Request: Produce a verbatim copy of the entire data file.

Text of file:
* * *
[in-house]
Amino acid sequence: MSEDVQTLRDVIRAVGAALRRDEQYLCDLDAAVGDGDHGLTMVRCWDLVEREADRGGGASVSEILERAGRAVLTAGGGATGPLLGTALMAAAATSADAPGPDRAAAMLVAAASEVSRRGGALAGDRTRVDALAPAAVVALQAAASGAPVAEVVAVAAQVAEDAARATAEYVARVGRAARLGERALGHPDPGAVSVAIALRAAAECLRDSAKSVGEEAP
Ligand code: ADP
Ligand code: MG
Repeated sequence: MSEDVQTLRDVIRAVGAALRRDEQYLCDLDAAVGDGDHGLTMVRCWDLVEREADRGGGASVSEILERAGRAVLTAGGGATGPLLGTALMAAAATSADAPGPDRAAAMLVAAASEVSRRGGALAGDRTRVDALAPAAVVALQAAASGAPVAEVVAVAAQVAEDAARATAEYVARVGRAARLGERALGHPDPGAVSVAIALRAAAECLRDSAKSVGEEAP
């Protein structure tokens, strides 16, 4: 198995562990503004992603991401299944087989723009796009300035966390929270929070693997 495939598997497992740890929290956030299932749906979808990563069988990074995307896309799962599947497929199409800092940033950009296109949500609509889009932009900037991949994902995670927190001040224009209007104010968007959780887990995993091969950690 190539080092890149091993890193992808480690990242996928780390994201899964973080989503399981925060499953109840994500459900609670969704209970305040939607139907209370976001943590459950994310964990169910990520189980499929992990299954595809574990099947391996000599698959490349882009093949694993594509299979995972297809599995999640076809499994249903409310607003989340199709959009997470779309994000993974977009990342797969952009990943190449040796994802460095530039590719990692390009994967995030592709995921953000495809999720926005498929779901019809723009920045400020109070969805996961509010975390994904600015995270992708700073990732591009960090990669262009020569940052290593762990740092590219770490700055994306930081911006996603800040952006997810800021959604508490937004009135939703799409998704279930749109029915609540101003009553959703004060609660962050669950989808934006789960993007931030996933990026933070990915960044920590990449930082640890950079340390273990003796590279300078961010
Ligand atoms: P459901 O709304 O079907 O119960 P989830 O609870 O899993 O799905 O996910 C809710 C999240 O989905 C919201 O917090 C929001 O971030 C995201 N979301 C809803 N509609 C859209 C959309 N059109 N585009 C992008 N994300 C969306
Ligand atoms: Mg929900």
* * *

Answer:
[in-house]
Amino acid sequence: MSEDVQTLRDVIRAVGAALRRDEQYLCDLDAAVGDGDHGLTMVRCWDLVEREADRGGGASVSEILERAGRAVLTAGGGATGPLLGTALMAAAATSADAPGPDRAAAMLVAAASEVSRRGGALAGDRTRVDALAPAAVVALQAAASGAPVAEVVAVAAQVAEDAARATAEYVARVGRAARLGERALGHPDPGAVSVAIALRAAAECLRDSAKSVGEEAP
Ligand code: ADP
Ligand code: MG
Repeated sequence: MSEDVQTLRDVIRAVGAALRRDEQYLCDLDAAVGDGDHGLTMVRCWDLVEREADRGGGASVSEILERAGRAVLTAGGGATGPLLGTALMAAAATSADAPGPDRAAAMLVAAASEVSRRGGALAGDRTRVDALAPAAVVALQAAASGAPVAEVVAVAAQVAEDAARATAEYVARVGRAARLGERALGHPDPGAVSVAIALRAAAECLRDSAKSVGEEAP
């Protein structure tokens, strides 16, 4: 198995562990503004992603991401299944087989723009796009300035966390929270929070693997 495939598997497992740890929290956030299932749906979808990563069988990074995307896309799962599947497929199409800092940033950009296109949500609509889009932009900037991949994902995670927190001040224009209007104010968007959780887990995993091969950690 190539080092890149091993890193992808480690990242996928780390994201899964973080989503399981925060499953109840994500459900609670969704209970305040939607139907209370976001943590459950994310964990169910990520189980499929992990299954595809574990099947391996000599698959490349882009093949694993594509299979995972297809599995999640076809499994249903409310607003989340199709959009997470779309994000993974977009990342797969952009990943190449040796994802460095530039590719990692390009994967995030592709995921953000495809999720926005498929779901019809723009920045400020109070969805996961509010975390994904600015995270992708700073990732591009960090990669262009020569940052290593762990740092590219770490700055994306930081911006996603800040952006997810800021959604508490937004009135939703799409998704279930749109029915609540101003009553959703004060609660962050669950989808934006789960993007931030996933990026933070990915960044920590990449930082640890950079340390273990003796590279300078961010
Ligand atoms: P459901 O709304 O079907 O119960 P989830 O609870 O899993 O799905 O996910 C809710 C999240 O989905 C919201 O917090 C929001 O971030 C995201 N979301 C809803 N509609 C859209 C959309 N059109 N585009 C992008 N994300 C969306
Ligand atoms: Mg929900």